selector: 'app-dashboard',
  templateUrl: './dashboard.component.html',
  styleUrls: ['./dashboard.component.css']
export class DashboardComponent implements OnInit {

  constructor(private apiService: ApiService) { }

  ngOnInit() {

We inject ApiService as a private apiService instance.

Next, let's define the policies array that will hold the insurance policies once we get them from the server after we send a GET request and also the selectedPolicy variable that will hold the selected policy from the table.

export  class  DashboardComponent  implements  OnInit {
    policies:  Policy[];
    selectedPolicy:  Policy  = { id :  null , number:null, amount:  null};

On the ngOnInit() method of the component, let's call the readPolicies() method of ApiService to get the policies:

  ngOnInit() {
    this.apiService.readPolicies().subscribe((policies: Policy[])=>{
      this.policies = policies;

We call the readPolicies() which return an Observable<Policy[]> object and we subscribe to the RxJS Observable. We then assign the returned policies to the policies array of our component and we also log the result in the console.

Note: The actual HTTP request is only sent to the server when you subscribe to the returned Observable.

You should see the returned policies in your browser console. This is a screenshot of the output in my case:

Angular PHP example

We'll see a bit later how to display these policies in a table in the component template.

Let's add the other methods to create, update and delete policies in our component.

    if(this.selectedPolicy &&{ =;
      this.apiService.updatePolicy(form.value).subscribe((policy: Policy)=>{
        console.log("Policy updated" , policy);

      this.apiService.createPolicy(form.value).subscribe((policy: Policy)=>{
        console.log("Policy created, ", policy);


  selectPolicy(policy: Policy){
    this.selectedPolicy = policy;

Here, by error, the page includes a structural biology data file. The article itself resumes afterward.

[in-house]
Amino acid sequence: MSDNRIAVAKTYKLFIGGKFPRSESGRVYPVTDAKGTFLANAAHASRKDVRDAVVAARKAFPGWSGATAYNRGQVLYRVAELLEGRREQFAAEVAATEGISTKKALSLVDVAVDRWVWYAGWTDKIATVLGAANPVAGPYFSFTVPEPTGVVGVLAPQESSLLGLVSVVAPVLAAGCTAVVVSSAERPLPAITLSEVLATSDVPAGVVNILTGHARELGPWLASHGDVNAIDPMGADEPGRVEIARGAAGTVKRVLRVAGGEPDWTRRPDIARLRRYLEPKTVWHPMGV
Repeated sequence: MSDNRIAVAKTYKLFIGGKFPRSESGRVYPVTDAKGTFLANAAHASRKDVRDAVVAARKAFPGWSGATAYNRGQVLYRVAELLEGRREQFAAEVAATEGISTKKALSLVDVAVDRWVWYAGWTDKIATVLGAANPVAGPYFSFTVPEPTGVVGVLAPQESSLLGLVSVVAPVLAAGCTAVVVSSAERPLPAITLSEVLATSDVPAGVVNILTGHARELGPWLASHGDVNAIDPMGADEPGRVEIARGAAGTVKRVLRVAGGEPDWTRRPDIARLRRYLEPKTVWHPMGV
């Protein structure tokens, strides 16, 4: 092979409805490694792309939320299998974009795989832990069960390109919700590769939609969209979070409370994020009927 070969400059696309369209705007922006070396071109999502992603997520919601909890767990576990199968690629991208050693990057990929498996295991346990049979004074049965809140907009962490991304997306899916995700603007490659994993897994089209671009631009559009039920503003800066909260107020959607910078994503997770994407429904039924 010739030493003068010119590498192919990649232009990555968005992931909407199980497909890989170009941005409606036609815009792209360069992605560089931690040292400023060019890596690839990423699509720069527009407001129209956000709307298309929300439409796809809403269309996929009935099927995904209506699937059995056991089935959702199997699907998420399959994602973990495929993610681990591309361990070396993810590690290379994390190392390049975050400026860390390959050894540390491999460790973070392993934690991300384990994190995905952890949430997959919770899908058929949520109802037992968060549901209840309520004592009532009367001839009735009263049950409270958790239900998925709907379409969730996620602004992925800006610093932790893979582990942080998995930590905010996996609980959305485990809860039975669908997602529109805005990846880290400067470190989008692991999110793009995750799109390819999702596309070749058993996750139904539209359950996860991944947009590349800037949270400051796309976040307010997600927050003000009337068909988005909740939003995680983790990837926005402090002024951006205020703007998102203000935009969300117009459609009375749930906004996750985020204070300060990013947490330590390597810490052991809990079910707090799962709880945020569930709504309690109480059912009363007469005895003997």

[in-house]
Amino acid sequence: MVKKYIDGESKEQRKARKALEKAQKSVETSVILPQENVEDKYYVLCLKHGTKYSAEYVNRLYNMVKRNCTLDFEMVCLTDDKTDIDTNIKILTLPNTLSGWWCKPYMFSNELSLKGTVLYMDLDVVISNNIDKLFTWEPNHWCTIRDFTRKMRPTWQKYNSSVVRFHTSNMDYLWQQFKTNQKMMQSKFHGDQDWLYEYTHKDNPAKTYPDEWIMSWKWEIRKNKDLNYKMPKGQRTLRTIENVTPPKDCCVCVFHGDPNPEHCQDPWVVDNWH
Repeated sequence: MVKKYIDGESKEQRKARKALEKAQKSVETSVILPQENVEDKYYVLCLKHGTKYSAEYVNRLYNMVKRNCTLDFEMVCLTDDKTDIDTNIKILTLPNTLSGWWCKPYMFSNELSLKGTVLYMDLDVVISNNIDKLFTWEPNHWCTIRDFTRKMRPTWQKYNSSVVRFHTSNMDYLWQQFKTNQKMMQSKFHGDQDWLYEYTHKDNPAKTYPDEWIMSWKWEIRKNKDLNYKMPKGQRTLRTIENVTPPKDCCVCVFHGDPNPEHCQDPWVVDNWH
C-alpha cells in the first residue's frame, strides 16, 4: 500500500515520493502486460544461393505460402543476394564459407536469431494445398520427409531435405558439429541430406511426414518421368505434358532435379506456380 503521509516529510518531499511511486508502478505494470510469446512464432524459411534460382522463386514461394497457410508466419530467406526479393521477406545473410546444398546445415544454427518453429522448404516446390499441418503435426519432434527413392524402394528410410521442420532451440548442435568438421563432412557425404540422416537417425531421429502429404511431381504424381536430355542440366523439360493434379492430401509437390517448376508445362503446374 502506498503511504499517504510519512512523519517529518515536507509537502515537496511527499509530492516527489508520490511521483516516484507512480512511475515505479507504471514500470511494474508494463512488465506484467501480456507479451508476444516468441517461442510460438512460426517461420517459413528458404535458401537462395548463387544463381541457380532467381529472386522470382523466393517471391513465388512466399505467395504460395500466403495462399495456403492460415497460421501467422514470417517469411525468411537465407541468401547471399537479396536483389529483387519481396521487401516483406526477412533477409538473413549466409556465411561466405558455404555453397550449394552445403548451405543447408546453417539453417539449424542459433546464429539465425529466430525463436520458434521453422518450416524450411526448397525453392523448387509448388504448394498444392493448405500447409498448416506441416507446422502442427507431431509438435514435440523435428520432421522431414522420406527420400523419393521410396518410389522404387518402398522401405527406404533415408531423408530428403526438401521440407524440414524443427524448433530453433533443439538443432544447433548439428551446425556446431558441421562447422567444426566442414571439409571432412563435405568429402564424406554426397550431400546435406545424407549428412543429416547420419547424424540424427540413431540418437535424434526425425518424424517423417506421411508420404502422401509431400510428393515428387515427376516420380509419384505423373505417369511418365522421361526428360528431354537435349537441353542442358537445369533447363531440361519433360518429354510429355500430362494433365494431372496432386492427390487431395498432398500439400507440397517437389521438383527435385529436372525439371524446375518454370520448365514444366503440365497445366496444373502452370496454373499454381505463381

this.apiService.deletePolicy(id).subscribe((policy: Policy)=>{
      console.log("Policy deleted, ", policy);

Adding the Table and Form

Let's now add a table and form to display and create the policies in our dashboard component. Open the src/app/dashboard/dashboard.component.html and add the following HTML code:

<h1>Insurance Policy Management</h1>

  <table border='1' width='100%' style='border-collapse: collapse;'>
      <th>Policy Number</th>
      <th>Policy Amount</th>


    <tr *ngFor="let policy of policies">
      <td>{{ }}</td>
      <td>{{ policy.number }}</td>
      <td>{{ policy.amount }}</td>
        <button (click)="deletePolicy(">Delete</button>
        <button (click)="selectPolicy(policy)">Update</button>

This is a screenshot of the page at this point:

PHP Angular Example

Next, below the table, let's add a form that will be used to create and update a policy:

  <form #f = "ngForm">
    <input type="text" name="number" [(ngModel)] = "selectedPolicy.number">
    <input type="text" name="amount" [(ngModel)] = "selectedPolicy.amount">
    <input type="button" (click)="createOrUpdatePolicy(f)" value="Create or Update Policy">

This is a screenshot of the page at this point:

Angular PHP CRUD Example

Next, open the src/app/dashboard/dashboard.component.css file and the following CSS styles:

input {
    width: 100%;
    padding: 2px 5px;
    margin: 2px 0;
    border: 1px solid red;
    border-radius: 4px;
    box-sizing: border-box;

  button, input[type=button]{
    background-color: #4CAF50;
    border: none;
    color: white;
    padding: 4px 7px;
    text-decoration: none;
    margin: 2px 1px;
    cursor: pointer;
  th, td {
    padding: 1px;
    text-align: left;
    border-bottom: 1px solid #ddd;

  tr:hover {background-color: #f5f5f5;}

This is a screenshot of the page after adding some minimal styling:

PHP Angular REST CRUD Example


In this tutorial, we learned how to create a RESTful CRUD application with PHP, MySQL and Angular 9.